Young polar bears are exposed to more than 1,000 times the estimated safe limit of a cocktail of toxic organic compounds in their mothers' breastmilk, a new study finds.
Environmental regulations that came into force decades ago are reducing some toxic Persistent Organic Pollutants (POPs) in the Arctic, but others are on the rise to take their place as regulations fail to keep pace with chemical manufacturers.
A study published in the journal Environmental Toxicology and Chemistry looked at 19 groups of chemicals at the top levels of the Arctic food chain: Arctic cod, ringed seals and polar bears.
While polar bear cubs are exposed to the highest levels of POPs, adult polar bears are also receiving more than 100 times more than the estimated safety threshold of POPs. Seals, on the other hand, are faring relatively well and are exposed to safety levels below this threshold.
The exact level that causes toxic harm to animals such as polar bears is an estimate based on toxicity in humans, as toxicity tests to find the exact level in polar bears would not be practical or ethical.
"This work is the first attempt to quantify the overall risk of POPs for the Arctic ecosystem and to define a ranking in order to highlight the most dangerous chemicals in the mixture," said study author Sara Villa of the University of Milano Bicocca, Italy, in a statement.
"Even considering the very conservative approach used, the probability of toxicological risk for bears is high. In particular, because most POPs may have endocrine-disrupting effects, the growth and development of bear offspring may be endangered," the authors write in the paper.
Tightening the regulations
The story isn't all bad. The use of certain POPs started to be phased out as early as the 1970s, and international regulations introduced in the early 2000s at the Stockholm Convention seem to have made a difference to levels of POPs in the Arctic.
Some POPs that were widely used in the mid-20th-Century, known as legacy pollutants, were banned outright at the Stockholm Convention. POPs such as chlordanes, for example, have been steadily decreasing. In polar bear cubs chlordanes fell from 30 per cent of total POPs in 1985 to just over 10% in 2010.
However, newer POPs such as perfluorooctane sulfonate, which was only partially restricted at the convention, have been rising. In 1985 they made up about 25% of POPs present in polar bear cubs, and by 2010 they were more than 50% of POPs.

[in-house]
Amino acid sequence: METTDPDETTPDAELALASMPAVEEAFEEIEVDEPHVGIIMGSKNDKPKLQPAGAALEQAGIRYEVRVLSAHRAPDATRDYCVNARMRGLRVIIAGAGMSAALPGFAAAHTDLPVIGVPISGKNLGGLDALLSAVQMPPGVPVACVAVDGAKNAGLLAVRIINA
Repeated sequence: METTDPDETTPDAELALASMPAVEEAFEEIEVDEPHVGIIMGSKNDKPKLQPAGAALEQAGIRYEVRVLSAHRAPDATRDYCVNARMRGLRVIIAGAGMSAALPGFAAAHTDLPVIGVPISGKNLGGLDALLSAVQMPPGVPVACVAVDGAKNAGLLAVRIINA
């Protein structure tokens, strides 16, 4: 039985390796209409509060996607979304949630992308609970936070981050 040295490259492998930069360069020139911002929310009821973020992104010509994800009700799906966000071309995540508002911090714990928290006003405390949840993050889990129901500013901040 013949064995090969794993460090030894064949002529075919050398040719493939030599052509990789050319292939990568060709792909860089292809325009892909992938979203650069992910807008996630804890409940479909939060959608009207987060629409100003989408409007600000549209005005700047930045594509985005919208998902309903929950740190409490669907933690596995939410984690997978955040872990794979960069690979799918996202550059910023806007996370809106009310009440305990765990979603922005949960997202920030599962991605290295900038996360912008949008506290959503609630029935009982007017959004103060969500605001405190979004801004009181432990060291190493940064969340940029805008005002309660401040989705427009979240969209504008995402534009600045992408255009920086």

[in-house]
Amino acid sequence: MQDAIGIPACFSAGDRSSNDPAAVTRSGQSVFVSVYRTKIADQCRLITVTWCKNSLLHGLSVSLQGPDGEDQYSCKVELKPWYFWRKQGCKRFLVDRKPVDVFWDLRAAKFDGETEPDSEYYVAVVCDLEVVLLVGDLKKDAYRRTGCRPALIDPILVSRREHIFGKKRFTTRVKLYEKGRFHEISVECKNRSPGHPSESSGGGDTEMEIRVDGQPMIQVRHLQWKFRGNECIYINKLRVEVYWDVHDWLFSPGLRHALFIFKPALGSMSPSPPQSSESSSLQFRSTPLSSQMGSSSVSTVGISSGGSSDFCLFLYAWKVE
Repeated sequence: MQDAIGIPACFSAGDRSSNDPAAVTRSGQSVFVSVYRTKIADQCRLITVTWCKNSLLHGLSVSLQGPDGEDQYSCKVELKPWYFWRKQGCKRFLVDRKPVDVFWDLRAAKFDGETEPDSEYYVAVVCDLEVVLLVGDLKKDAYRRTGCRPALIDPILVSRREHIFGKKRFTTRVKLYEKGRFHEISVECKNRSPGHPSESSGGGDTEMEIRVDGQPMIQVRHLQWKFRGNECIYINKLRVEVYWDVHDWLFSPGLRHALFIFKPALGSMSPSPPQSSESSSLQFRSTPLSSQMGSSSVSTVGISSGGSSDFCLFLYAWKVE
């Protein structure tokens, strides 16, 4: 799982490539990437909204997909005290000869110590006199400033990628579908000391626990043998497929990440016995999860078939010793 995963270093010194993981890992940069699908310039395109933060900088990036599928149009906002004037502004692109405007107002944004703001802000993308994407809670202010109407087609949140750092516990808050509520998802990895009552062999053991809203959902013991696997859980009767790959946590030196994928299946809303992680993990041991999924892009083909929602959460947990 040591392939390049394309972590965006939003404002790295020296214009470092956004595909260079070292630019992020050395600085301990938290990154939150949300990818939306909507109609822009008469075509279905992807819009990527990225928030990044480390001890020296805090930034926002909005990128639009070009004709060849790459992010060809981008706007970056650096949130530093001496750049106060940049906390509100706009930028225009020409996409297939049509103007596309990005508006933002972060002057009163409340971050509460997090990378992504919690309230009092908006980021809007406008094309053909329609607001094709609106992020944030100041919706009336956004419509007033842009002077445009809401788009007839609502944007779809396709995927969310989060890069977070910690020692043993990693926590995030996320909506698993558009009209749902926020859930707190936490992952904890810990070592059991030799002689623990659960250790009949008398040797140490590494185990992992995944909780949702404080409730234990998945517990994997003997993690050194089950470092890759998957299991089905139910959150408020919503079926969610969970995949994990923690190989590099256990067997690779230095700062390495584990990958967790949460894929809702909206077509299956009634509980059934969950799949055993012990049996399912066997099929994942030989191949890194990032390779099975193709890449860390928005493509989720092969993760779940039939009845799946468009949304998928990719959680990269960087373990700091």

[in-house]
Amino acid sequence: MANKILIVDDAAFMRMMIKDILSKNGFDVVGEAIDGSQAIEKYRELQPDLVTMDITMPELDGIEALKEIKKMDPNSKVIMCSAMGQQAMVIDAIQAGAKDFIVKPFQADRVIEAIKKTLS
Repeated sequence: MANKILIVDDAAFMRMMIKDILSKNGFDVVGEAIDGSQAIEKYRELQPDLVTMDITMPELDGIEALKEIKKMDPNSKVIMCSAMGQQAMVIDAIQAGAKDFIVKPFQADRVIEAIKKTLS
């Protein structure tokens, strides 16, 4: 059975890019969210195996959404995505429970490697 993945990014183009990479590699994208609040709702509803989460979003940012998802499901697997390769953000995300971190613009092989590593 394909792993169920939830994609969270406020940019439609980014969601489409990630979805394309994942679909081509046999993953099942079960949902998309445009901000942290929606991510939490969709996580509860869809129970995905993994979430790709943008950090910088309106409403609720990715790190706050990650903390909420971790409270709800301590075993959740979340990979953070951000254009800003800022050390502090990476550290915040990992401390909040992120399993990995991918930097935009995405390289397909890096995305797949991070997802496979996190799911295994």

"The results demonstrate that international control measures are effective at reducing the risk to ecosystems," said Marco Vighi, also an author of the paper from the University of Milano Bicocca.
"Nevertheless it is fundamental to continuously implement the control of new and emerging contaminants."
This implementation is not always easy, environmental chemist Crispin Halsall of Lancaster University told IBTimes UK.
"The problem with the Stockholm Convention is that it's rather slow. It takes many years for a chemical to be nominated and a risk profile undertaken," said Halsall. "All the while, they're being produced, used, consumed and then they end up in the environment. We need to look at the procedure for chemicals to be included in the various annexes for the Stockholm Convention, and at improving the efficiency of the whole process."
The toxicity of POPs alone is a problem, but it needs to be considered in relation to other stresses that Arctic animals face, Halsall says.
"And the risk [posed by POPs] in the Arctic is exacerbated due to climate change. If you take some of these organisms like the polar bear, chemicals serve as an additional stressor on top of climate-change issues such as diminishing sea ice," he says.
"As scientists we need to be more holistic to look at chemicals as just one part of the stress system."